31
**Shorthand Configuration**

neon's electron configuration (1s22s22p6) B third energy level [Ne] 3s1 one electron in the s orbital C D orbital shape Valence electrons – Tedious to keep copying the configurations of the filled inner subshells – Simplify the notation by using a bracketed noble gas symbol to represent the configuration of the noble gas from the preceding row – Example: [Ne] represents the 1s22s22p6 electron configuration of neon (Z = 10) so the electron configuration of sodium (Z = 11), which is 1s22s22p63s1, is written as [Ne]3s1 – Electrons in filled inner orbitals are closer and are more tightly bound to the nucleus and are rarely involved in chemical reactions Na = [1s22s22p6] 3s1 electron configuration

32
**Shorthand Configuration**

Element symbol Electron configuration Ca [Ar] 4s2 V [Ar] 4s2 3d3 F [He] 2s2 2p5 Ag [Kr] 5s2 4d9 I [Kr] 5s2 4d10 5p5 Xe [Kr] 5s2 4d10 5p6 Fe [He] 2s22p63s23p64s23d6 [Ar] 4s23d6 Sg [Rn] 7s2 5f14 6d4

33
**S 16e- 1s2 2s2 2p6 3s2 3p4 S 16e- [Ne] 3s2 3p4 Notation Core Electrons**

32.066 16 Notation Longhand Configuration S 16e- 1s2 2s2 2p6 3s2 3p4 Core Electrons Valence Electrons Shorthand Configuration S 16e- [Ne] 3s2 3p4 Courtesy Christy Johannesson

34
**Periodic Patterns s p d (n-1) f (n-2) 1 2 3 4 5 6 7 6 7 1s 2s 3s 4s 5s**

35
**Periodic Patterns p s d (n-1) f (n-2) Shorthand Configuration**

Core electrons: Go up one row and over to the Noble Gas. Valence electrons: On the next row, fill in the # of e- in each sublevel. s d (n-1) f (n-2) p Courtesy Christy Johannesson

36
**[Ar] 4s2 3d10 4p2 Periodic Patterns Ge Example - Germanium 32 72.61**

Courtesy Christy Johannesson

37
**Stability Full energy level Full sublevel (s, p, d, f)**

Half-full sublevel Courtesy Christy Johannesson

38
**The Octet Rule 8 Atoms tend to gain, lose, or share electrons**

until they have eight valence electrons. 8 This fills the valence shell and tends to give the atom the stability of the inert gasses. ONLY s- and p-orbitals are valence electrons.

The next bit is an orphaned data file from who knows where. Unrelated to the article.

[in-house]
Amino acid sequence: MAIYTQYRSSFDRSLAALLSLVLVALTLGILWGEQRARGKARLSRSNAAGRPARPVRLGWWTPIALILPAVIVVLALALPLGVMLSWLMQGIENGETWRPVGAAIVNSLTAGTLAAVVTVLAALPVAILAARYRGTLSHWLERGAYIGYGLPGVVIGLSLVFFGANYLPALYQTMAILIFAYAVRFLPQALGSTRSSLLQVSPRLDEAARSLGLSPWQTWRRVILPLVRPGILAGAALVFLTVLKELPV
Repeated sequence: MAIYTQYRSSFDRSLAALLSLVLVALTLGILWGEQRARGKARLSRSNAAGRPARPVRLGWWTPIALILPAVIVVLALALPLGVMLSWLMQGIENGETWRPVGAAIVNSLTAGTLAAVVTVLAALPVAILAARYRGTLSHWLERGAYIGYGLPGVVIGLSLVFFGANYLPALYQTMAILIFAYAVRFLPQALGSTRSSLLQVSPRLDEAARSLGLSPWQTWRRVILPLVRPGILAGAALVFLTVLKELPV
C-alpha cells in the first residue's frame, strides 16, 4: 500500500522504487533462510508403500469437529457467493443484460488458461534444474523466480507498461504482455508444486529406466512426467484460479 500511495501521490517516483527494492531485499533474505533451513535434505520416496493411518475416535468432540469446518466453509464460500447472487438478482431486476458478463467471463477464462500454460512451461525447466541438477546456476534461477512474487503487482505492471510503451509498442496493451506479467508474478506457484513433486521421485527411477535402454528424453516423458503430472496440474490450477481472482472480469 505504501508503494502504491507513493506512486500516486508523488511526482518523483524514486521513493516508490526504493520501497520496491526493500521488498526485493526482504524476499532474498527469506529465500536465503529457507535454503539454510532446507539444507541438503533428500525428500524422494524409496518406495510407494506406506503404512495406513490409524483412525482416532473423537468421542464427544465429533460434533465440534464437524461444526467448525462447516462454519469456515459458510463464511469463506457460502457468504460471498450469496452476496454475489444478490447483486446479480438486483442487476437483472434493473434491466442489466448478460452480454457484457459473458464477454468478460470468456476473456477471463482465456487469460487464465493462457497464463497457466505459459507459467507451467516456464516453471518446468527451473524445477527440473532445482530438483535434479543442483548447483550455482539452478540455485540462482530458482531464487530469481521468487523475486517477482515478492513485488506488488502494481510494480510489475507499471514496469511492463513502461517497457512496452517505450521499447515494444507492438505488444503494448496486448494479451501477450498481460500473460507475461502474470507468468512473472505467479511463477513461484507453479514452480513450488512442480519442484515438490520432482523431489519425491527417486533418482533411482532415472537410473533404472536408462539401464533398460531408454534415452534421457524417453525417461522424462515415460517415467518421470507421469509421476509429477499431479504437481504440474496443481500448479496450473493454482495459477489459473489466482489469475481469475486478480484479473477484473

39
**Stability Electron Configuration Exceptions Copper**

EXPECT: [Ar] 4s2 3d9 ACTUALLY: [Ar] 4s1 3d10 Copper gains stability with a full d-sublevel. Courtesy Christy Johannesson

40
**Stability Electron Configuration Exceptions Chromium**

EXPECT: [Ar] 4s2 3d4 ACTUALLY: [Ar] 4s1 3d5 Chromium gains stability with a half-full d-sublevel. Courtesy Christy Johannesson

41
**Electron Filling in Periodic Table**

s s p 1 2 d 3 K 4s1 Ca 4s2 Sc 3d1 Ti 3d2 V 3d3 Cr 3d5 Cr 3d4 Cu 3d9 Mn 3d5 Fe 3d6 Co 3d7 Ni 3d8 Cu 3d10 Zn 3d10 Ga 4p1 Ge 4p2 As 4p3 Se 4p4 Br 4p5 Kr 4p6 4 Cr 4s13d5 Cu 4s13d10 4f 4d n = 4 – Chemistry of an atom depends mostly on the electrons in its outermost shell, called valence electrons – General order in which orbitals are filled: 1. Subshells corresponding to each value of n are written from left to right on successive horizontal lines, where each row represents a row in the periodic table. 2. The order in which these orbitals are filled is indicated by the diagonal lines running from upper right to lower left. 3. The 4s orbital is filled prior to the 3d orbital because of shielding and penetration effects. 4p 3d Cr 4s13d5 4s n = 3 3p Energy 3s 4s 3d 2p n = 2 2s Cu 4s13d10 n = 1 1s 4s 3d

42
**Stability Ion Formation**

Atoms gain or lose electrons to become more stable. Isoelectronic with the Noble Gases. 1+ 2+ 3+ NA 3- 2- 1- Courtesy Christy Johannesson

43
**Stability O2- 10e- [He] 2s2 2p6 Ion Electron Configuration**

Write the e- configuration for the closest Noble Gas EX: Oxygen ion O2- Ne O e [He] 2s2 2p6 Courtesy Christy Johannesson

44
**Orbital Diagrams for Nickel**

28 1s 2s 2p 3s 3p 4s 3d 2s 2p 3s 3p 4s 3d 1s Excited State 2s 2p 3s 3p 4s 3d 1s Pauli Exclusion 2s 2p 3s 3p 4s 3d 1s Hund’s Rule

45
**Electron Dot Diagrams H Ne Ar Kr He Li Be B C N O F Cl Br Na Mg Al Si**

Group 1A A A A A A A A H Ne Ar Kr He Li Be B C N O F Cl Br Na Mg Al Si P S In an electron dot diagram, each dot represents a valence electron. K Ca Ga Ge As Se s1 s2 s2p1 s2p2 s2p3 s2p4 s2p5 s2p6 = valence electron

Similar presentations

Presentation is loading. Please wait....

OK

1.

1.

© 2017 SlidePlayer.com Inc.

All rights reserved.

Ads by Google

Ppt on service oriented architecture youtube Ppt on climate change and global warming Ppt on do's and don'ts of group discussion games Ppt on web design and development Ppt on power diode ppt Ppt on switching devices with verizon Ppt on world book day costume Ppt on modern science and technology Ppt on survival skills free download Ppt on chemical reaction